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Top EU diplomats adopt political decision to impose sanctions in Navalny case

According to a diplomat, the EU may slap sanctions for efforts to stifle "a transparent investigation" into the Navalny incident rather than specifically for "using chemical weapons"

BRUSSELS, October 12. /TASS/. The foreign ministers of 27 EU members have adopted a political decision to introduce sanctions against natural persons or legal entities deemed responsible for the alleged poisoning of Russian opposition figure Alexey Navalny, TASS was told by a source in one of the delegations to the EU Council which is currently holding a meeting in Luxembourg.

"The ministers passed a political decision to introduce restrictions against those responsible for poisoning Navalny," the interlocutor said.

According to the diplomat, the list of people and organizations that could face sanctions was not adopted at the meeting. "EU ambassadors will work on the list at the coming meetings in Brussels or starting with Wednesday, in other words," he added.

At the same time, another diplomat told TASS that the EU is facing a legal issue of lacking suspects to impose sanctions against for alleged involvement in the Navalny incident. To avoid this problem, the EU countries are considering the possibility to create a separate mechanism that will slap sanctions against some Russian officials for efforts to stifle "a transparent investigation" into the Navalny incident rather than specifically for "using chemical weapons."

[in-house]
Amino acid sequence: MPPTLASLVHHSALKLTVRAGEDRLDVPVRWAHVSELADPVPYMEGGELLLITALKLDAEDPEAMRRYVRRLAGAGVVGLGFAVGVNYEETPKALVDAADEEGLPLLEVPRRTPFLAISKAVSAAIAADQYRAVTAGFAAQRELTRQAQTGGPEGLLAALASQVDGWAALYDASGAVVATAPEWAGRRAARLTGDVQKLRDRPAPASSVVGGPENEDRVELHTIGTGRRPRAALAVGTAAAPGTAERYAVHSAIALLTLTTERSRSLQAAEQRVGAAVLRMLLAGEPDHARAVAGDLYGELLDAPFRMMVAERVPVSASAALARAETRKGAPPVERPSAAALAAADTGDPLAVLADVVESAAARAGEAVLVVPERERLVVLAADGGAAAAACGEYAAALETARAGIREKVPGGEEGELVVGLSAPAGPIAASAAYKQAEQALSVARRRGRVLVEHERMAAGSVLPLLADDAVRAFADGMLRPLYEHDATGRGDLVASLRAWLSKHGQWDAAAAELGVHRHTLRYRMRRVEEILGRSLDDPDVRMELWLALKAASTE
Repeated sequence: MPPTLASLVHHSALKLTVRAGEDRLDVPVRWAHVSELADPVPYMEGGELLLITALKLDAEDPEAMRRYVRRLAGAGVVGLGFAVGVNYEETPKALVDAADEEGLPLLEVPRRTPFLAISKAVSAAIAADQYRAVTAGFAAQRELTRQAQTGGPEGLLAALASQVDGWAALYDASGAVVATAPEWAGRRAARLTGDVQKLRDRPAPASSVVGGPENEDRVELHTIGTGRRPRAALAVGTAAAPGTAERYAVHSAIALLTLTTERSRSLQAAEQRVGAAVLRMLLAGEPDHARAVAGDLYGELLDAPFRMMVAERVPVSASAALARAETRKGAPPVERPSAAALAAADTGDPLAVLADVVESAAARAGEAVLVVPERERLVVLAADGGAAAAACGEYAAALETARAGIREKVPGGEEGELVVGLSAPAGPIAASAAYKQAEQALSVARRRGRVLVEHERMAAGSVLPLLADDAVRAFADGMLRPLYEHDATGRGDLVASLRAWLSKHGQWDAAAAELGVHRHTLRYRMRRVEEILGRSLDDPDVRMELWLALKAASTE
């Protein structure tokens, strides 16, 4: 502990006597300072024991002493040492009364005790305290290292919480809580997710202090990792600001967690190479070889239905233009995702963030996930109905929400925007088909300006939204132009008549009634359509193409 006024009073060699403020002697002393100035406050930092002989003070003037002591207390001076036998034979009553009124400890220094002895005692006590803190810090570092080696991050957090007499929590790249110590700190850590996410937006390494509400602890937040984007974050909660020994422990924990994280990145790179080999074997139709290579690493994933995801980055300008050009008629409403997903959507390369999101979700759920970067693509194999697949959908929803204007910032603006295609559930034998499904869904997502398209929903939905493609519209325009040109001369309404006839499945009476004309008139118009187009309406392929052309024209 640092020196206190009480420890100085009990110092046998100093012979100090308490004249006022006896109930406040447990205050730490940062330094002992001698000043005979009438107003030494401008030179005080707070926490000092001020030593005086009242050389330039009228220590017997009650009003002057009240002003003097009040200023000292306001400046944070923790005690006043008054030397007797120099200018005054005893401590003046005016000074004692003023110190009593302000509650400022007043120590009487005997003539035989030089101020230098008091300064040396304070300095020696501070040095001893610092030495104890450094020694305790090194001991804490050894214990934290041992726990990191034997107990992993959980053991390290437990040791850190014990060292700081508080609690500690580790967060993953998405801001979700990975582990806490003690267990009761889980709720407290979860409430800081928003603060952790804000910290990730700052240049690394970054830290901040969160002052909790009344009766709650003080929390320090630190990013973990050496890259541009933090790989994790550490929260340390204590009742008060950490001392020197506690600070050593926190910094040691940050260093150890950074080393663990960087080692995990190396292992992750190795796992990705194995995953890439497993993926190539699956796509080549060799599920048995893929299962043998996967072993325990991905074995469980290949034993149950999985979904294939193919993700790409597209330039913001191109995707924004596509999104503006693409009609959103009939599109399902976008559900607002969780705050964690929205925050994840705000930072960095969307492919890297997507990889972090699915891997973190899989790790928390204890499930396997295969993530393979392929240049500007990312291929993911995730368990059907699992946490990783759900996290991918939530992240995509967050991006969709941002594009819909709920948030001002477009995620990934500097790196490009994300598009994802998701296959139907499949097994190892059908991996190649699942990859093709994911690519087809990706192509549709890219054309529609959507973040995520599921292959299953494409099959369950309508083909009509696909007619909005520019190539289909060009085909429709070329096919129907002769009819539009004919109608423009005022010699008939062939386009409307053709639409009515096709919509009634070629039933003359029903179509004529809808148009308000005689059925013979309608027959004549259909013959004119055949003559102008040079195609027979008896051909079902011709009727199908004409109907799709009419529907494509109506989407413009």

Earlier, DPA agency reported that the top EU diplomats agreed to launch the necessary preparations to introduce new sanctions against Russia.

Alexey Navalny was rushed to a local hospital in the Siberian city of Omsk on August 20 after collapsing on a Moscow-bound flight from Tomsk. He fell into a coma and was put on a ventilator in an intensive care unit. On August 22, he was airlifted to Berlin and admitted to the Charite hospital.

On September 2, Berlin claimed that having examined Navalny’s test samples, German government toxicologists had come to the conclusion that the blogger had been affected by a toxic agent belonging to the Novichok family.

On October 6, the OPCW confirmed that biomarkers of the cholinesterase inhibitor found in Navalny’s blood and urine samples have similar structural characteristics as the toxic chemicals added to the Chemical Weapons Convention’s Annex on Chemicals in November 2019. At the same time, this cholinesterase inhibitor is not listed in the Annex on Chemicals to the Convention.

On Friday, Russian Foreign Minister Sergey Lavrov recalled that neither Germany nor the OPCW had provided any evidence to Russia and, moreover, only keep redirecting Moscow to one another for information. The minister added that Germany had ignored four requests of the Russian Prosecutor General’s Office on the case, thus brushing international law aside, and expressed confidence that the "evidence" would not be provided by Berlin after all. Kremlin Spokesman Dmitry Peskov has repeatedly said that Russia was ready for comprehensive cooperation with Germany. He pointed out that no poisonous substances had been detected in Navalny’s system prior to his transfer to Berlin.